Other than the occasional encounter with an explorer or the inclusion into Aboriginal society of shipwrecked persons such as the timber-getters Finnegan, Pamphlet and Parsons, prior to the arrival of the convicts arrived in Moreton Bay in 1824 the Aboriginal clans of the region had had little contact with white people The first convict settlement […]
Refurbishment of the B1 level of National Trust House in mid-2013 revealed some unexpected items. Just inside the doorway of one of the rooms, a man’s boot was found beneath the floorboards. Construction of this part of the building occurred in 1899 and it is believed the boot was deliberately placed there at the time.
No single vessel had a stronger connection with Queen’s Wharf than the paddle wheel steamer Lucinda. Commissioned by the Queensland Government to a design that would serve the purpose of lighthouse tending and was equipped with a level of comfort that the Rockhampton Morning Bulletin in February 1885 described as ‘absolute luxury’.
The barque Beatrice finished its journeys as a hulk in the river near Queen’s Wharf. In November 1884, following a six-month journey from New York that the Brisbane Courier described as a ‘boisterous passage’, the Beatrice was towed up the Brisbane River and condemned.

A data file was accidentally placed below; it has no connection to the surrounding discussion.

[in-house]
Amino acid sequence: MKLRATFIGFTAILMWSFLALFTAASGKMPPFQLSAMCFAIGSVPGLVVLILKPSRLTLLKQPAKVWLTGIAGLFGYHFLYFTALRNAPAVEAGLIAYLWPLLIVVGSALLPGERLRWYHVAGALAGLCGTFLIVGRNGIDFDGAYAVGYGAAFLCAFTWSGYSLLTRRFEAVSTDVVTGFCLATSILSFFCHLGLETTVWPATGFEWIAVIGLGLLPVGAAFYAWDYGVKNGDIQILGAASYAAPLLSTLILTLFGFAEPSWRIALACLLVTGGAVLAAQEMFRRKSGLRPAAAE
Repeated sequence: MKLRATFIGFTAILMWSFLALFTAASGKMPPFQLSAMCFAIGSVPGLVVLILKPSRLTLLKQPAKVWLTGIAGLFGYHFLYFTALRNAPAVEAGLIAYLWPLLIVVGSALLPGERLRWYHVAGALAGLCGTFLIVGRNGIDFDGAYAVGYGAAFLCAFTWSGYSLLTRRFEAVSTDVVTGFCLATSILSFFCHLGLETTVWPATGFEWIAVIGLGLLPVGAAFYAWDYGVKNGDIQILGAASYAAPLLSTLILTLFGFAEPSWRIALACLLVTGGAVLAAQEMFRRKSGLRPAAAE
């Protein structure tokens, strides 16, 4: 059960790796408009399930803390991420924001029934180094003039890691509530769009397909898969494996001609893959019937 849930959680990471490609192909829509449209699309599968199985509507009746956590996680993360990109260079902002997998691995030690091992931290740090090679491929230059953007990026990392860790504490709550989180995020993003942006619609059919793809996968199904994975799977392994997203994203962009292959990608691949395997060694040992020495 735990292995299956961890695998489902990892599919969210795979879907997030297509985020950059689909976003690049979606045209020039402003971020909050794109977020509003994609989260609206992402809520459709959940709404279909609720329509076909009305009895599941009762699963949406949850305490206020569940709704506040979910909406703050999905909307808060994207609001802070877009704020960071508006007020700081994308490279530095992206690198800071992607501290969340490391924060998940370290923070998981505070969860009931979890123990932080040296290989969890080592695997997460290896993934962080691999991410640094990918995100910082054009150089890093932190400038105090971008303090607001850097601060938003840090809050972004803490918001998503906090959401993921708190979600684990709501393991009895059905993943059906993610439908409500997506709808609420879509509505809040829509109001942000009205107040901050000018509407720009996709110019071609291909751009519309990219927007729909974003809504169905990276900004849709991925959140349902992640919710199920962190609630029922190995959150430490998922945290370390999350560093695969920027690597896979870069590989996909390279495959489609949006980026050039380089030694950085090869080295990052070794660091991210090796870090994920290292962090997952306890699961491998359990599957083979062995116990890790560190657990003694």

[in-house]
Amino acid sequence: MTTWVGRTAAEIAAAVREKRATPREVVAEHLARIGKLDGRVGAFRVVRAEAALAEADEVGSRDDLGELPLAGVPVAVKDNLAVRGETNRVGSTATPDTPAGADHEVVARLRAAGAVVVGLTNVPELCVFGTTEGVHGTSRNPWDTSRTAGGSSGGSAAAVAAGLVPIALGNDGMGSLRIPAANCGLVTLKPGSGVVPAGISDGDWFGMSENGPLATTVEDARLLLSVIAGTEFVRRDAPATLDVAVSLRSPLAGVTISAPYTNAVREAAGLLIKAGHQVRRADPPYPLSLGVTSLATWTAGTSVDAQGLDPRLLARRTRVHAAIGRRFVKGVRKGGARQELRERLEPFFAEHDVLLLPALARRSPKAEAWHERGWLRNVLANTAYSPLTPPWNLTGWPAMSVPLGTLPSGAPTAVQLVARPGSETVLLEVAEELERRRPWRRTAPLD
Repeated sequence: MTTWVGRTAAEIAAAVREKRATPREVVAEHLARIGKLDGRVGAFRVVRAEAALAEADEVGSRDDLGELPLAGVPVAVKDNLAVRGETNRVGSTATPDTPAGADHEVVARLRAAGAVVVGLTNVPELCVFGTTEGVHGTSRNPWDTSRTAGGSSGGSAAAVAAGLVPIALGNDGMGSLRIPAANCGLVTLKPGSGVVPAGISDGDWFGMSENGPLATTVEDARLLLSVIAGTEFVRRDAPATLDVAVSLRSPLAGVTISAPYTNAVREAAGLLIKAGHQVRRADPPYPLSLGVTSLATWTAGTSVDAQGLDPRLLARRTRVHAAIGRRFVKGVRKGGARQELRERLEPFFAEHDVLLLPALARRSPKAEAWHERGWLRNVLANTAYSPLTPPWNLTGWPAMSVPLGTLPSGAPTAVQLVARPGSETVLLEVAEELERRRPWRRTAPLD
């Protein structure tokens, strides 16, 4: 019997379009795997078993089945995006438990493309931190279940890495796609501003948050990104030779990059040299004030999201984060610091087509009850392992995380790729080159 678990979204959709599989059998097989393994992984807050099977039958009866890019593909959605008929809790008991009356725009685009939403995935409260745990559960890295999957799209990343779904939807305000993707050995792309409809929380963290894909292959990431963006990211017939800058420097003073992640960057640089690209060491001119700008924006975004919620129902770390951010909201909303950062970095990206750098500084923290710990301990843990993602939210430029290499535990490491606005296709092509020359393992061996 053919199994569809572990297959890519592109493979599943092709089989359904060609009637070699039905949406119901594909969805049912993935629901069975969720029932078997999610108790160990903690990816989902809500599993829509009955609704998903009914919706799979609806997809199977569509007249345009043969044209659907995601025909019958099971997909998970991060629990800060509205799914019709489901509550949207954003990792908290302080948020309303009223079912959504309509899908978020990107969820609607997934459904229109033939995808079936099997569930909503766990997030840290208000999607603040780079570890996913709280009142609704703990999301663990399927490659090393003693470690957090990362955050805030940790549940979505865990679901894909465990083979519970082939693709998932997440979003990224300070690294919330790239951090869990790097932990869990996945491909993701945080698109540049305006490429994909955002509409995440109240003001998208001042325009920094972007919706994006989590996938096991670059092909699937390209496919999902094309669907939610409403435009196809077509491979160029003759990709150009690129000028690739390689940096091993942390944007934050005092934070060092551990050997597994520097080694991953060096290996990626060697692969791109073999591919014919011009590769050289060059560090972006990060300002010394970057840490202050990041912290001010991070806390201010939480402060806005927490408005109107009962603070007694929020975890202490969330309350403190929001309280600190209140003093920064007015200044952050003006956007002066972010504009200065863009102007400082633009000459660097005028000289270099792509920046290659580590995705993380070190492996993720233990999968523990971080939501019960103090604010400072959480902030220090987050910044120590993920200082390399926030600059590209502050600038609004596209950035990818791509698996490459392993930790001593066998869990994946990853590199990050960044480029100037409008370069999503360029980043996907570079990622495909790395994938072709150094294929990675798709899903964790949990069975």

Patrick Mayne purchased the Ship Inn at Queen’s Wharf for £1,100 in 1859. Located on allotment no. 7 and immediately adjacent to the Queen’s Wharf Reserve, the Ship Inn was the last name given to a small hotel located on this site. It proved to be not the best investment for the usually astute Mayne.
In the 1860s the firm of Orr and Honeyman owned a company wharf and warehouses on allotment 5 near Queen’s Wharf. Integral to the early expansion of this commercial venture by Matthew Orr and James Honeyman was the steamer Amy.
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